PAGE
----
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Mary McGrory

Partial Peacenik

By Mary McGrory
Thursday, November 21, 2002; Page A41

The official season of gratitude is upon us, and we must count our blessings. This year we have to settle for being grateful for small favors. For instance, we should be glad that Colin Powell is secretary of state. Were it not for him, our soldiers might even now be going door to door in downtown Baghdad conducting a lethal canvass.

We owe this intelligence, as is often the case, to Bob Woodward, the world's premier interviewer, and his phenomenal success in getting people who should say no to say yes. His successes are enough to cause envious journalists like myself to reexamine our whole approach. The easiest out for us is to say that we cannot offer the subject a date with history -- that is, a chance to tell his side of the story for a book that can be put on a shelf and settle arguments for the ages.

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Woodward's voodoo -- some say it's fearsome preparation plus assiduous cultivation of the lesser breeds of bureaucrat -- works again in his forthcoming book "Bush at War," an inside view of life around the campfires of Team Bush in its scrap with Saddam Hussein.

At its heart is an account of Powell's victory over the hard-breathing hawks, such as Vice President Cheney, who are mostly in the ascendancy. After weeks of trying for an exclusive audience with the commander in chief -- and getting only brief sit-downs at which Condoleezza Rice, the warrior-queen of national security, was in attendance -- Powell got two hours over an August dinner with Bush.

We might all enjoy our turkey more -- particularly the younger members of the clan, who could be summoned to the front -- if Woodward told us that Powell told the president not to go to war at all. Powell might have cited the folly of picking a fight with a radioactive lunatic before we finish the crusade against terrorism, might have said that the Arab-Israeli conflict needs to be settled before we invade Iraq. He might have told the president that partiality for Ariel Sharon is not a policy. He might have pointed out also what the bellicose Donald Rumsfeld and Cheney seem to overlook: that Hussein, however loathsome and however close to building nukes, has nothing to do with Osama bin Laden, author of our greatest misery, whose existence Bush wants to forget.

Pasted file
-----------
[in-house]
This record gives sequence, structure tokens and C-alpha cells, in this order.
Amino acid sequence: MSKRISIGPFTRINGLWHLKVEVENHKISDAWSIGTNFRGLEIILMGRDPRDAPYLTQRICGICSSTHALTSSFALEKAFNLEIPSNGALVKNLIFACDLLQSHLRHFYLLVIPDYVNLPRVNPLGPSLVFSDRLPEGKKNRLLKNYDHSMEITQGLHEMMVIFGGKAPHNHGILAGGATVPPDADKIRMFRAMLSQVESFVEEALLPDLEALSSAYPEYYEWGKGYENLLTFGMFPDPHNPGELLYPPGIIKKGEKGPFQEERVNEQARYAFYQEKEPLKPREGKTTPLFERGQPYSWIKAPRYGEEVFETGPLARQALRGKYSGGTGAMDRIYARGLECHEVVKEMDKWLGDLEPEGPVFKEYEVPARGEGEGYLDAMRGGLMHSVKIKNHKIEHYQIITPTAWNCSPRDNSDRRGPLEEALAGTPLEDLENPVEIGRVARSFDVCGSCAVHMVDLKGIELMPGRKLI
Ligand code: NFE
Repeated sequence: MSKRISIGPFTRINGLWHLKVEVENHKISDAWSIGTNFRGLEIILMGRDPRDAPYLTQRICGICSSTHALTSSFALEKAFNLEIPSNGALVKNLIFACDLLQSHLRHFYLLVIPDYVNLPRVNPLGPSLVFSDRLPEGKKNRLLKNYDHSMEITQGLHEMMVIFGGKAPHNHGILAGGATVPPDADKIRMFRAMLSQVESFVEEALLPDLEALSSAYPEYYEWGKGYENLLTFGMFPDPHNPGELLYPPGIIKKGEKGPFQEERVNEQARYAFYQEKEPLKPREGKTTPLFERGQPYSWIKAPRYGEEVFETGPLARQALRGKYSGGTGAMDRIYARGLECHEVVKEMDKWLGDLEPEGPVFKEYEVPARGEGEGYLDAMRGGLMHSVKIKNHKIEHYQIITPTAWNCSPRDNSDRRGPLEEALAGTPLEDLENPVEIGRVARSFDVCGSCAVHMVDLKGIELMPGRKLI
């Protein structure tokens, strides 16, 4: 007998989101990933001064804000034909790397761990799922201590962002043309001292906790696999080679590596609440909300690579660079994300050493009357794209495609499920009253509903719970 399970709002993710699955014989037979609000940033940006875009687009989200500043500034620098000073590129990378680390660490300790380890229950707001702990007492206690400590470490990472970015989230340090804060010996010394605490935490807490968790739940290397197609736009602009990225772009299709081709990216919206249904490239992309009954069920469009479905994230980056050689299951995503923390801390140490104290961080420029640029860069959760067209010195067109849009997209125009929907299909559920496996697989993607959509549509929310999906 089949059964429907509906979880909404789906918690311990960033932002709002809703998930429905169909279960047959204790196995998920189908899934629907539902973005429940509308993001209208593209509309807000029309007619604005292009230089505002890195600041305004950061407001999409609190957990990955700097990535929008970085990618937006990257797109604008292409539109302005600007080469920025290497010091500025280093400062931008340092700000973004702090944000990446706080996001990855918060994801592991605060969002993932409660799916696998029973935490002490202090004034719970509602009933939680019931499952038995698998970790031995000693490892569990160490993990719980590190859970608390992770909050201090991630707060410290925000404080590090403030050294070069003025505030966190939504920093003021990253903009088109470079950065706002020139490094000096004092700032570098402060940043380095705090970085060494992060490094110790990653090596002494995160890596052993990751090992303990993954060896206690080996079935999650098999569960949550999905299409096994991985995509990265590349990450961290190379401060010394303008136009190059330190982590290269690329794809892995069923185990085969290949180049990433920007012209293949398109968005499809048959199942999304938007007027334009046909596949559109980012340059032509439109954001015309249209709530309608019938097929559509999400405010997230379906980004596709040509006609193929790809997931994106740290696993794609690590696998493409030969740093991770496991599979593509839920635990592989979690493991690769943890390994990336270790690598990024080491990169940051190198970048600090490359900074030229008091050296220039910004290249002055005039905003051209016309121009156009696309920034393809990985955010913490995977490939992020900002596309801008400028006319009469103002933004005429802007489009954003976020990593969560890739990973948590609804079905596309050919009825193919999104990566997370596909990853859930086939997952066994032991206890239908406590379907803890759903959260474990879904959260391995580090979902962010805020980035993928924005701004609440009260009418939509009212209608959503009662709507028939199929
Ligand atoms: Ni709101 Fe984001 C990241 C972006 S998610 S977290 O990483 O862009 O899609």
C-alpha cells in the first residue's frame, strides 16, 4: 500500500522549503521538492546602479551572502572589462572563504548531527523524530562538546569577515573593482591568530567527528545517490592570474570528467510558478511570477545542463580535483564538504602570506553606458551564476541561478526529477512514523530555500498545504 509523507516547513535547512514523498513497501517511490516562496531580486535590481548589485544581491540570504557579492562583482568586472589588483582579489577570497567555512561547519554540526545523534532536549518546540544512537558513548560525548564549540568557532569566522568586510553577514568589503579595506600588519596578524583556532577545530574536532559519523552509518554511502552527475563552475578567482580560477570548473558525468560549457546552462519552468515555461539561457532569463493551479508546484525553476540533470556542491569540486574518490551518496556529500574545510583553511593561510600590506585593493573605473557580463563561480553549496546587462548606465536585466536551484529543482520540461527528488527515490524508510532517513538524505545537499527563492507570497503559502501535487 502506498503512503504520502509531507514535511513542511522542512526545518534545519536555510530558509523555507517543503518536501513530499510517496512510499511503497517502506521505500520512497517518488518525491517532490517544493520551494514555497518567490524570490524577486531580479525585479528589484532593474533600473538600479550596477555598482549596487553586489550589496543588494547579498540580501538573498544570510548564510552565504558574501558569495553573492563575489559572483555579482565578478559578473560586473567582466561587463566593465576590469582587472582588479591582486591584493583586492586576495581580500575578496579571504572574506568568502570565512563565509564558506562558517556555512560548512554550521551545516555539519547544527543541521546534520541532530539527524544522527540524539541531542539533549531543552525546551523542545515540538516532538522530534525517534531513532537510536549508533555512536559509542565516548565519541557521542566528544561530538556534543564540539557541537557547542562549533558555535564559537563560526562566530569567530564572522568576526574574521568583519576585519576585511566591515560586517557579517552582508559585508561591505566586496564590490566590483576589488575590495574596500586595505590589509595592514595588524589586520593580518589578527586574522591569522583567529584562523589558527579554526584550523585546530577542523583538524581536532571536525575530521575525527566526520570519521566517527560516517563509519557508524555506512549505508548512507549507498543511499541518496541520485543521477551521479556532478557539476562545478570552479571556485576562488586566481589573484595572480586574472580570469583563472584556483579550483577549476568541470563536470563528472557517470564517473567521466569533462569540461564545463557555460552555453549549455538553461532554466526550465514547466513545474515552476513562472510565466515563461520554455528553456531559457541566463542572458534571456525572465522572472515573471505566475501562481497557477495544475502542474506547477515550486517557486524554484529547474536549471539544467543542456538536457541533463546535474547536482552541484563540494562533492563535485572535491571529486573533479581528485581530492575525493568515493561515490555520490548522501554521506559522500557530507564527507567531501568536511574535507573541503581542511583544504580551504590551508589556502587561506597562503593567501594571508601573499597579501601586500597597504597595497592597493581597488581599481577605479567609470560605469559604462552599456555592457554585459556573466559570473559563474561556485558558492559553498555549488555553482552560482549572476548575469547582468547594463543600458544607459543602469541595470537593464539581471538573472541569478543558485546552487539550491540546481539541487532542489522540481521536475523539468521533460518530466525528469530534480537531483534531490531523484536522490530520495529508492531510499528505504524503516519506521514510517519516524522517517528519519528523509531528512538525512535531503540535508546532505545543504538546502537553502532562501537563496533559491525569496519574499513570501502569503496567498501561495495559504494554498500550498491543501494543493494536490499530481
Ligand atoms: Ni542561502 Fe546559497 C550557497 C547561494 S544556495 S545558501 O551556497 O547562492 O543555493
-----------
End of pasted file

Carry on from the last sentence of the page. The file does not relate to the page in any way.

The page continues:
Powell apparently did not go into any of that. He didn't tell the president not to go to war; he told him how to go to war in a politically correct way. The president must, despite his disdain for international institutions, go to the United Nations, which his right-wing base loves to hate. It would be wonderful if Woodward could tell us that Powell tried to stop a war; but the secretary only tried to put it off for a couple of weeks and provide a fig leaf for the first American first-strike operation.

Bill Clinton, whose name is never mentioned without a sneer in the Oval Office, told us in October that his pal Tony Blair performed a similar office for George W. Bush. At a Labor Party conference in Blackpool, England, Clinton told the cheering crowd that their prime minister had relieved Bush of his chaps and his lariat as the president was prepared to gallop off to the brink of unilateral military action. Blair stood by beaming, his expression proclaiming that he was hearing words that were music to his ears.

There is, of course, the school of thought that believes that Bush's war talk is just that, and that his progress from "regime change" to "disarmament" underlines the authenticity of Bush's intermittent insistence that war is "not inevitable." War with Hussein was the thrilling, if unnerving, campaign weapon that brought Hussein to his knees and the voters to the polls.

The Weekly Standard, court circular of the Cakewalk Corps -- that circle of macho civilians, led by Richard Perle, who believe Baghdad would kiss the first tank it saw -- has been gleefully running stories about Democrats' failure to appreciate a lovely little war, and about Europe's generic spinelessness. But in the face of U.N. inspections, the editors write that the machinations of "senior State Department officials" they won't even name have eroded Bush's position "not terminally, but worryingly."

We'll know more later, obviously. Meanwhile, thanks to Woodward, we have learned anew that the secretary of state is a patient and humble man, not easily put off. He persevered until he got two uninterrupted hours with the president to persuade him to try diplomacy instead of bombs. And aren't we lucky that the commander in chief listened? Powell may not be the perfect peacenik, but he'll have to do until the real thing comes along.


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